Reviewed by Bookgazing.
David is a social outcast; dubbed ‘Freakshow’ by the bullies at his posh school, Eden Park, and hopelessly in love with the most popular boy in school. Despite the efforts of her two best friends, Essie and Felix, David is often miserable, particularly because, although everyone around her sees David as a boy, David knows she is actually a transgender girl. David dreams of being called Kate and is desperate to publicly present her true identity, but she is afraid of what will happen if she tells her parents. She can only be open with Essie and Felix in private.
Leo Denton, a new student at Eden Park, just wants to keep his head down. He plans to do well at Eden Park, go to a good college and escape from his life in a run down part of town. When Leo arrives at Eden Park, David tries to make friends with him but Leo refuses and resists making friends with anyone. In Lisa Williamson’s The Art of Being Normal the reader is fed small clues about Leo’s past life but, like Eden Park’s gossipy students, they are largely left in the dark about the reasons why he isolates himself and has such a violent temper.
While fighting back against the bullies, David is put in a vulnerable situation when her journal falls into the hands of her tormentors. Leo steps up out of instinct and defends David. This incident forces them to spend detention together and there they begin to form a friendship.
Mainstream young adult fiction about transgender teens is rare. In her analysis of the LGBT fiction put out by mainstream publishers in 2014, author Malinda Lo identified one YA novel, published by a mainstream publishing house that featured transgender characters. Lo has run versions of this analysis for four years and has identified that only six YA novels featuring transgender characters have been published by mainstream presses since 2011. This scarcity makes The Art of Being Normal a special, important piece of young adult fiction, but this novel also challenges a pervasive character story that attached itself to LGBT literature and is still being eroded. And to explain why I’m going to have to spoil its major secret. Fair warning.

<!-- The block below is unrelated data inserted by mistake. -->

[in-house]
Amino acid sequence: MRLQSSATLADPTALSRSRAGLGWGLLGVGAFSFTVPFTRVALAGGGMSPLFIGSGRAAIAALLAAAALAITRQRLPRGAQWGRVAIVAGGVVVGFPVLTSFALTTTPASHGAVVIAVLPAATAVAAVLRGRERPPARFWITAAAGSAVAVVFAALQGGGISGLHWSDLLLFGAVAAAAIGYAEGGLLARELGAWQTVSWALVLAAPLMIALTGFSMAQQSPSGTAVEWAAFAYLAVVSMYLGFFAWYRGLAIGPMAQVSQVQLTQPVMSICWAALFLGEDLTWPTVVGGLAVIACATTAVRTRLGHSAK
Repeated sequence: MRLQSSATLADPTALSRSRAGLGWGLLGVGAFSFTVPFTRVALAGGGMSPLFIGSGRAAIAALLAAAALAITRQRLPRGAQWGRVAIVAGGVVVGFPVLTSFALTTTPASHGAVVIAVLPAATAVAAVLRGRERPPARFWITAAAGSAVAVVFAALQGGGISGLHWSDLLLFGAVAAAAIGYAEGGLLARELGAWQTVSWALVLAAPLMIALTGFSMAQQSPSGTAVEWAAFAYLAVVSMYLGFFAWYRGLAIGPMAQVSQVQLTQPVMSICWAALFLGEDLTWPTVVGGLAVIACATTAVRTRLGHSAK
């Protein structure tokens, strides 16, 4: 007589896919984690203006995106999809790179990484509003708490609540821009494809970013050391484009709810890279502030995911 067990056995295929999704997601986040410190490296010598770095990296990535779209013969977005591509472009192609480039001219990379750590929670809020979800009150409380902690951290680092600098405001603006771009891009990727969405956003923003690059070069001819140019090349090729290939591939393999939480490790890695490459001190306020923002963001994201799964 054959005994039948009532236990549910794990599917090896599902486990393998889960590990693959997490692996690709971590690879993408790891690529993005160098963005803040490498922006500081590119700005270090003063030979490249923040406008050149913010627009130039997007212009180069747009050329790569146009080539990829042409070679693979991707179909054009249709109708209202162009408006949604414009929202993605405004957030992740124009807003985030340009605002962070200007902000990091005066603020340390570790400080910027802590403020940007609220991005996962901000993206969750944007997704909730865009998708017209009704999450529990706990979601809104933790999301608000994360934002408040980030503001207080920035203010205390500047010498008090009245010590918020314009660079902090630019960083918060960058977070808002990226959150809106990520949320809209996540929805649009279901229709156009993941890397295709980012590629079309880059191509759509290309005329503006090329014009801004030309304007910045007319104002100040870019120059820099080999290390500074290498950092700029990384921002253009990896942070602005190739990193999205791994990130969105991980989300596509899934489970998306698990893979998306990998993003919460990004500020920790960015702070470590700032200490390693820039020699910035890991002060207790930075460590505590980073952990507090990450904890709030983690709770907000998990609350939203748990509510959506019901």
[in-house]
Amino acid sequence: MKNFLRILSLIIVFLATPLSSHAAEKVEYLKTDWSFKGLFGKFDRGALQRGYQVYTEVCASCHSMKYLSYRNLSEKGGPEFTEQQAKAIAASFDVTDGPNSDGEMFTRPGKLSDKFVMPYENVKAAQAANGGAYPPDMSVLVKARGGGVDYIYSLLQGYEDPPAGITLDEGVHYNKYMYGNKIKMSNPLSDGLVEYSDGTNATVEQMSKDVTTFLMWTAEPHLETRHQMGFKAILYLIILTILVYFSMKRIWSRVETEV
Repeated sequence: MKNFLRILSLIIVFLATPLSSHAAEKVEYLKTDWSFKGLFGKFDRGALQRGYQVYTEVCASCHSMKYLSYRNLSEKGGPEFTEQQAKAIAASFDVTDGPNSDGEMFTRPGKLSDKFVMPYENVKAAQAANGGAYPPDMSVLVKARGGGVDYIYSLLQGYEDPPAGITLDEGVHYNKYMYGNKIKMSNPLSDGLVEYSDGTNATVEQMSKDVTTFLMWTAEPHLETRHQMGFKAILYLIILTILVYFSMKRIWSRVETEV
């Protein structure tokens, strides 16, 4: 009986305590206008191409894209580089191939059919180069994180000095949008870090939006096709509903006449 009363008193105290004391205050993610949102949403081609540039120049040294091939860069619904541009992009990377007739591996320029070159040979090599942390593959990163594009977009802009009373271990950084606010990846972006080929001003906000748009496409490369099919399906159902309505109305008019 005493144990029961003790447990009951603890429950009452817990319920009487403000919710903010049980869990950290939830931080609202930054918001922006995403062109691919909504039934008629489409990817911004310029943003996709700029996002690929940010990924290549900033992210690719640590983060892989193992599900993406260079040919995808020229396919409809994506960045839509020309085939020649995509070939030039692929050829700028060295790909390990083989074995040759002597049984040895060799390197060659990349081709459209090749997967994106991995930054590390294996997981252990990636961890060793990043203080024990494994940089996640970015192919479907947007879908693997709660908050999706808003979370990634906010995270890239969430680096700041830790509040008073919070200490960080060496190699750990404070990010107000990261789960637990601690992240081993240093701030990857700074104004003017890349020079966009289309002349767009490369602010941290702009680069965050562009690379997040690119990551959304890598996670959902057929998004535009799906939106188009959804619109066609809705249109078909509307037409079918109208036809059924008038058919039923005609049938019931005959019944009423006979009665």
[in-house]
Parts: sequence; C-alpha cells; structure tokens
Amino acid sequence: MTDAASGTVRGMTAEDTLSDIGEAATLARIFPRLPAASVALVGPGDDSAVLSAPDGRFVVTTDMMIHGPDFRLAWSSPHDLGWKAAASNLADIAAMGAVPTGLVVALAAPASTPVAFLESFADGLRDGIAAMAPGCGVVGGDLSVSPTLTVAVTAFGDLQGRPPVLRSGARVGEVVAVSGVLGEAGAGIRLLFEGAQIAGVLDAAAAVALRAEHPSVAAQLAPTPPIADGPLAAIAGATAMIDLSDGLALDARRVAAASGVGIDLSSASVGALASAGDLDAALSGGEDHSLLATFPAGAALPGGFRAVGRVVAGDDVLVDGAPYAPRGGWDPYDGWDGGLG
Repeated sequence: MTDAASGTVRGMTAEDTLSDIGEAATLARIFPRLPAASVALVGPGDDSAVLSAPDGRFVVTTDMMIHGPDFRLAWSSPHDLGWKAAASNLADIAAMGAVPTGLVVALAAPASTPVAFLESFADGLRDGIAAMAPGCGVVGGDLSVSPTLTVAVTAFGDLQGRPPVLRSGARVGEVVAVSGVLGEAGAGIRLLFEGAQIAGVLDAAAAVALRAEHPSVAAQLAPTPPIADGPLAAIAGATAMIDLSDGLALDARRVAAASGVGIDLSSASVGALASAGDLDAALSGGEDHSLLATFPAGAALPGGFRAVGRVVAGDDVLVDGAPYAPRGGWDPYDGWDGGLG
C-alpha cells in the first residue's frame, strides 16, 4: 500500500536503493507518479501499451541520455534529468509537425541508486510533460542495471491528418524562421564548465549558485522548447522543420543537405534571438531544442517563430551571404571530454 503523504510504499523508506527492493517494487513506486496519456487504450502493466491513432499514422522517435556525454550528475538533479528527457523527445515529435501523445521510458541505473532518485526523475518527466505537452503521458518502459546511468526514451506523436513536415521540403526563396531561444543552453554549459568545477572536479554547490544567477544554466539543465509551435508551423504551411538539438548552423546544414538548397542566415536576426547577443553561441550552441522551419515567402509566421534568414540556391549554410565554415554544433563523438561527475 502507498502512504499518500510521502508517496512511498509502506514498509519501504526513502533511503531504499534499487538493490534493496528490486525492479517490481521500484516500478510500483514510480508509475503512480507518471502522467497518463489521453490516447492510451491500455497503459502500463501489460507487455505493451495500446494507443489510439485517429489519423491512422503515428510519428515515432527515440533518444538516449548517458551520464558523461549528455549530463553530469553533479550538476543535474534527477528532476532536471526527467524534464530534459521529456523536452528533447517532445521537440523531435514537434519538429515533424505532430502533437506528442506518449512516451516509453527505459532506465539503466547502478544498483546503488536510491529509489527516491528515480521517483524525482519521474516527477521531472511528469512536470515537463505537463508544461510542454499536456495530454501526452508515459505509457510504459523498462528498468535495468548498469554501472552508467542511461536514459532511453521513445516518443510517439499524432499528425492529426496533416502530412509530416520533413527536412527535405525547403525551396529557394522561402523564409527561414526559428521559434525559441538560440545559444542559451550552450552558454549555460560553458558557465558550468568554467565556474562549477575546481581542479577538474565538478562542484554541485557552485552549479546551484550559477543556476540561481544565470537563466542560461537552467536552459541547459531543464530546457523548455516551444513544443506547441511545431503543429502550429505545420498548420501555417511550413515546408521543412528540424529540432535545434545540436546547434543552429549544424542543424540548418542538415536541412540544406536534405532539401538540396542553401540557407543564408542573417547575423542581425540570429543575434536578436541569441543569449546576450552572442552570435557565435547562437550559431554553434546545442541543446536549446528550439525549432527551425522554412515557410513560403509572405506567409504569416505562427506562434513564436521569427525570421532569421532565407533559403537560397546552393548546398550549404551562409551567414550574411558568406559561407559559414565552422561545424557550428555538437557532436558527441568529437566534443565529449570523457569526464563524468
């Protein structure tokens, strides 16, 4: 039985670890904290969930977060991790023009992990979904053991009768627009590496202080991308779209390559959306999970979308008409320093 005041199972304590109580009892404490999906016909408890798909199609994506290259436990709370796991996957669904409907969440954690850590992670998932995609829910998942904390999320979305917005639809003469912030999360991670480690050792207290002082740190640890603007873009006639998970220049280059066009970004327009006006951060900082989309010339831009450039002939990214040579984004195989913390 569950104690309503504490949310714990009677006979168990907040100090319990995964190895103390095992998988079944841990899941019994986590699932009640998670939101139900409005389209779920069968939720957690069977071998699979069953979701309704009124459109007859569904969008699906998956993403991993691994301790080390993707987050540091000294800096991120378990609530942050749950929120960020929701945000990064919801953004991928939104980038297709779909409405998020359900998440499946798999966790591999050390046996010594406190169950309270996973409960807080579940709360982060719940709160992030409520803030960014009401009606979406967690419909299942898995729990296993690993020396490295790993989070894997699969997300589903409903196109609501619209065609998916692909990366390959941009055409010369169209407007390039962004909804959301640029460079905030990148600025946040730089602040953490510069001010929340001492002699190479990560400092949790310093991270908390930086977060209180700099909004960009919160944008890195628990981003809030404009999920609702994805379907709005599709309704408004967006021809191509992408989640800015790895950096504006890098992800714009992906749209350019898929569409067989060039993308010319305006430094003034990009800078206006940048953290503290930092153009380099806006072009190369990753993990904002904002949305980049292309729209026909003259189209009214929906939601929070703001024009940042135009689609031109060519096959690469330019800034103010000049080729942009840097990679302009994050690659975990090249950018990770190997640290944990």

Half way through The Art of Being Normal Leo reveals that he is also transgender. Named Megan by his mother, Leo started to identify as male from an early age. That The Art of Being Normal features two transgender characters of the same age makes it feel particularly special. With so few novels being published, it’s difficult to say that teenage transgender characters routinely exist in young adult novels without transgender peers groups. With so few young adult books featuring transgender characters it’s hard to talk about wider patterns. Currently, the pattern is absence. What The Art of Being Normal highlighted for me was that I had never heard about a young adult novel that featured multiple transgender characters or a teenage transgender community. The Art of Being Normal shakes off that story type and the way it might other transgender people by making them seem rare and singular. David says each school is supposed to have an average of two transgender teens, so why shouldn’t books tell stories which at least reflect that figure?